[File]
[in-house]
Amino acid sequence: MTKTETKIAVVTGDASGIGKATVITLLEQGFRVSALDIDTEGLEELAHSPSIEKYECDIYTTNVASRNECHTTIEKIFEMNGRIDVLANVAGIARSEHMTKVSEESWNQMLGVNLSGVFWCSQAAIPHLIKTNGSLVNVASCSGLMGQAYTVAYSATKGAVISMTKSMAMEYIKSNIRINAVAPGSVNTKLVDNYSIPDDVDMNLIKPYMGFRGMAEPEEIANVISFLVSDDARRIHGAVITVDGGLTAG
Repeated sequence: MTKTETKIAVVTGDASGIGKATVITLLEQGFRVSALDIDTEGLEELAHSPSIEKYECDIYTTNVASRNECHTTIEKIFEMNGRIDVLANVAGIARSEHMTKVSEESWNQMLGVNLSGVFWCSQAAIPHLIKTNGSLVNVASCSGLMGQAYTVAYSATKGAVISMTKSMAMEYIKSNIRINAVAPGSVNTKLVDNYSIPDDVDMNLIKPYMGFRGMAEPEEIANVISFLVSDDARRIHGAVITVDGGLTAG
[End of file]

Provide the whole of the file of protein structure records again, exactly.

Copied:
[in-house]
Amino acid sequence: MTKTETKIAVVTGDASGIGKATVITLLEQGFRVSALDIDTEGLEELAHSPSIEKYECDIYTTNVASRNECHTTIEKIFEMNGRIDVLANVAGIARSEHMTKVSEESWNQMLGVNLSGVFWCSQAAIPHLIKTNGSLVNVASCSGLMGQAYTVAYSATKGAVISMTKSMAMEYIKSNIRINAVAPGSVNTKLVDNYSIPDDVDMNLIKPYMGFRGMAEPEEIANVISFLVSDDARRIHGAVITVDGGLTAG
Repeated sequence: MTKTETKIAVVTGDASGIGKATVITLLEQGFRVSALDIDTEGLEELAHSPSIEKYECDIYTTNVASRNECHTTIEKIFEMNGRIDVLANVAGIARSEHMTKVSEESWNQMLGVNLSGVFWCSQAAIPHLIKTNGSLVNVASCSGLMGQAYTVAYSATKGAVISMTKSMAMEYIKSNIRINAVAPGSVNTKLVDNYSIPDDVDMNLIKPYMGFRGMAEPEEIANVISFLVSDDARRIHGAVITVDGGLTAG